That depends, mainly on your income. Experts say that you should have TI equalling 10-15 times your annual income. That said, if you earn 5 lac per year, you should have TI of 50-75 lac. IP may ask for your income proof as well as medical check up in case of higher Sum Assured. As for the premium, it will depend on your age and the Sum Assured. Say, for example, a premium for Rs. 50 lac for a 30 year male for a 30-35 year term would roughly be around Rs. 10000. Again EI plan owners would ask, we pay Rs. 10000  for a 1 lac policy, how can this be possible?

Okey, now let’s get into that. In India, we have these Insurance Agent (IA) creatures which, in the name of helping you, would do anything to help increase their own commission. What they sell is endowment or ULIP policies which earns them more commission than pure term insurance policy. as simple as that. Who are they? Believe me, in most cases that they will be your near relative or a friend. He comes to your home, asks few details, takes your signature on several papers and that’s​ it. Most of us have these kind of plans. Most of them sold by relatives and friends, to whom you couldn’t deny at that time. How many of you have genuinely gone to an IP firm to ask for such insurance? It’s not purchased by you, but it’s been sold to you. There is different if you can catch.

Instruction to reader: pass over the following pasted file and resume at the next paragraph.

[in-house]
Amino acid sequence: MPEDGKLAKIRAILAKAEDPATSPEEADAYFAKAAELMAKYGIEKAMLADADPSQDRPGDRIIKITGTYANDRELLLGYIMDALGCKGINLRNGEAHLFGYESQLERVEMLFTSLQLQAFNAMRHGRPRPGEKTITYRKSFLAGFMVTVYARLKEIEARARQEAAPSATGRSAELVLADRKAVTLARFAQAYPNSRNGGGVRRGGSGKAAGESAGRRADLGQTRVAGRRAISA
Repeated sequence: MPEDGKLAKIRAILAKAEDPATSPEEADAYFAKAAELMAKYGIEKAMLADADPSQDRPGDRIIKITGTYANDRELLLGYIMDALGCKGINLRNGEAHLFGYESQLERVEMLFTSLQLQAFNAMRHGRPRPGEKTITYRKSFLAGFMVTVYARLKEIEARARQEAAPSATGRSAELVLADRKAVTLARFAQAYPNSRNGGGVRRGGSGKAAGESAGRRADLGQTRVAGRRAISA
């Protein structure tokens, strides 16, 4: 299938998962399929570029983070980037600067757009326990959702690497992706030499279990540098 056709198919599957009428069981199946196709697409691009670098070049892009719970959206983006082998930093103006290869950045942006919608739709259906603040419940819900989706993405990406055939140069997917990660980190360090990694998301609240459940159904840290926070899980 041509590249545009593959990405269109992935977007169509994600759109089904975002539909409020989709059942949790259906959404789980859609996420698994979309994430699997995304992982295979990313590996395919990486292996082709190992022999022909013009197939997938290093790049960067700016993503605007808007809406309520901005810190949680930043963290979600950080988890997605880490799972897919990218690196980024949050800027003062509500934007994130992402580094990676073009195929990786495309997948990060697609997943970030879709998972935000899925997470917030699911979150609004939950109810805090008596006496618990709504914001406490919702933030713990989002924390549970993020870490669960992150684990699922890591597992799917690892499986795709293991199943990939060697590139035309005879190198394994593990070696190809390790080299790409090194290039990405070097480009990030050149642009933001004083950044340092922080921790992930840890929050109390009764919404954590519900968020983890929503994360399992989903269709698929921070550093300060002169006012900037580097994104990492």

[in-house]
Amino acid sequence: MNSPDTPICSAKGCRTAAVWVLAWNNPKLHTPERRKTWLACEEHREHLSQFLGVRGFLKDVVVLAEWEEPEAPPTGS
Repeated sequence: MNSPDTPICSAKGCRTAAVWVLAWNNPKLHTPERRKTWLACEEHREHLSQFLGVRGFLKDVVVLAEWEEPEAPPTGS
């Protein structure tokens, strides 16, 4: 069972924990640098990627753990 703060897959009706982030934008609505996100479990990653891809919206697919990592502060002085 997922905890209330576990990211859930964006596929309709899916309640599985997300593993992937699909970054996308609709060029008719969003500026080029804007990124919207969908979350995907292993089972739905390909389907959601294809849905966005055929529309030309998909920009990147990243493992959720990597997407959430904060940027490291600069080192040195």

Let’s get ahead.

Wht’s with EI? Why TI instead?